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Illegal to Ask Current Salary!

Massachusetts recently made it illegal to ask your salary in a job interview. This is big news. The law was passed to ensure equal pay for everyone. The political spotlight on equal pay for women helped drive these efforts. Fist bump to Massachusetts! You can read about it here: New York Times Article

Most companies make offers based at least partially on current salary. Of course, not all companies do this. But a lot of companies do. This will be a game changer, especially for women. Being underpaid early in a career can follow someone for a lifetime. It might just be $5k less in your first job. That turns into $10k in the next job and so on. If companies continue to offer based on current salary that becomes a huge gap 20 years into a career.

Indiana employers need to start thinking about this. Why?

I understand an employer wanting to pay as little as possible while still being fair. Ultimately an applicant can accept or decline. But, if the system itself is rigged and most companies employ this strategy, it can create a systematic problem. Hence the statistics showing women are on average paid less than men. Think about it this way: I might turn down a low ball offer b/c I’m confident I can find a better offer. But what if certain people don’t have that same confidence? They accept the low ball offer and it follows them for life unless a company ignores salary history and offers what they are worth.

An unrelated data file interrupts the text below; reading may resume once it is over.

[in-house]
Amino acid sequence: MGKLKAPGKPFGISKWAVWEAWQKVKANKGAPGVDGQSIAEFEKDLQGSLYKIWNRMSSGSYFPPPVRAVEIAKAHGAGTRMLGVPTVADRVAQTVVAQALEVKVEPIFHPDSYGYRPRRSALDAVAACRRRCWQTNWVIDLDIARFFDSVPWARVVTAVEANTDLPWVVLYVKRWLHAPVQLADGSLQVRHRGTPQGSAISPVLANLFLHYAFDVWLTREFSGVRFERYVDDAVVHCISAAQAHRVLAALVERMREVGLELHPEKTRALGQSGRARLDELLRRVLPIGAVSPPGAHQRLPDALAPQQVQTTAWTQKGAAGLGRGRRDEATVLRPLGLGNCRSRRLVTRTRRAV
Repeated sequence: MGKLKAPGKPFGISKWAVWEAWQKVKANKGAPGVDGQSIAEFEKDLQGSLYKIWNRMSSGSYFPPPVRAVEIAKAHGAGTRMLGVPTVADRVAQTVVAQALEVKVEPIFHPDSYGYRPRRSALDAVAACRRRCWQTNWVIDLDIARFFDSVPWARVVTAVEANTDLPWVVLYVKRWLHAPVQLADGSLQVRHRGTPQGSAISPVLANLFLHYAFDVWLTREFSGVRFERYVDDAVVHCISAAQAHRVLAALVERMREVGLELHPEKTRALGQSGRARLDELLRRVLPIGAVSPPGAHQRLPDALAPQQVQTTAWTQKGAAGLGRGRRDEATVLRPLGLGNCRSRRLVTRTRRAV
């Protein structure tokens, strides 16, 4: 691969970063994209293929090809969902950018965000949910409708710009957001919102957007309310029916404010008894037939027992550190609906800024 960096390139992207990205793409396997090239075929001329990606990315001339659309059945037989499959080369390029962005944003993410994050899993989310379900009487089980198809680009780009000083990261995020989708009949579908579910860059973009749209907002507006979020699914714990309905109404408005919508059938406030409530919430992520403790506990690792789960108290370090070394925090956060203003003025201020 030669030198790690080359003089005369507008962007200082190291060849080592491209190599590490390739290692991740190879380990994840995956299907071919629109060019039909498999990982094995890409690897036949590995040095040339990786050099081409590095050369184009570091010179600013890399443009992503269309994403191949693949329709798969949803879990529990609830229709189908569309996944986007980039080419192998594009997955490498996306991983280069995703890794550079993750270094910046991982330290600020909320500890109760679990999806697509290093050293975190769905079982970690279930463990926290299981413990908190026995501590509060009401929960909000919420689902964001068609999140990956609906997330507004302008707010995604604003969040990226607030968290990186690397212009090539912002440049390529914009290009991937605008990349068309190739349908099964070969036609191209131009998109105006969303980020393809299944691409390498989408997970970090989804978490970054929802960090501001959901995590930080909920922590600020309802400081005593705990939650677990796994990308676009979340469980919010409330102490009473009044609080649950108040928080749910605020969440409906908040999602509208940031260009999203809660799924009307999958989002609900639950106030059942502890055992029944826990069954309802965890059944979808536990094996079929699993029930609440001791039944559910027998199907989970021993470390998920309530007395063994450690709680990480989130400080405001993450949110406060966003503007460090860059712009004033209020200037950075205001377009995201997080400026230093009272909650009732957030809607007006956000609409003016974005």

Indiana may never pass this law but the opinion that it’s wrong to ask about salary is spreading. More candidates are challenging the salary history question. Here’s the trickle-down effect to companies and applicants if this question is taken out of the process:

Pro Tip: There is at least one company in Indianapolis that proactively offers what they call an equity(pay) raise if an employee is performing above their current pay scale level. So, yes, there are companies out there doing the right thing!

Will this lead to everyone making a lot more money? Of course not. Markets have a way of correcting themselves so it’s not like a huge percentage of people are being underpaid. I mean if everyone is underpaid…are they actually underpaid? Never mind. But it will help prevent someone from being low-balled at every step of their career. It will help close the gap between women and men in terms of pay. It will also equal out the playing field when it comes to negotiating salary. What’s not to like?

This obviously won’t change over-night. So how do you handle the salary question? I wrote about that earlier this year:  What Is Your Curren Salary?

An interesting angle to this topic is that I play a role in this. When I present a resume to my clients, some will ask for current salary. Some are curious. Some require it. Others just want to know if they will be within the range we’re working with. I have a responsibility to start having conversations about this.

Here’s an even better twist: I’d like to know your salary even though employers shouldn’t ask! I know, walking contradiction. I’ll explain myself next week!

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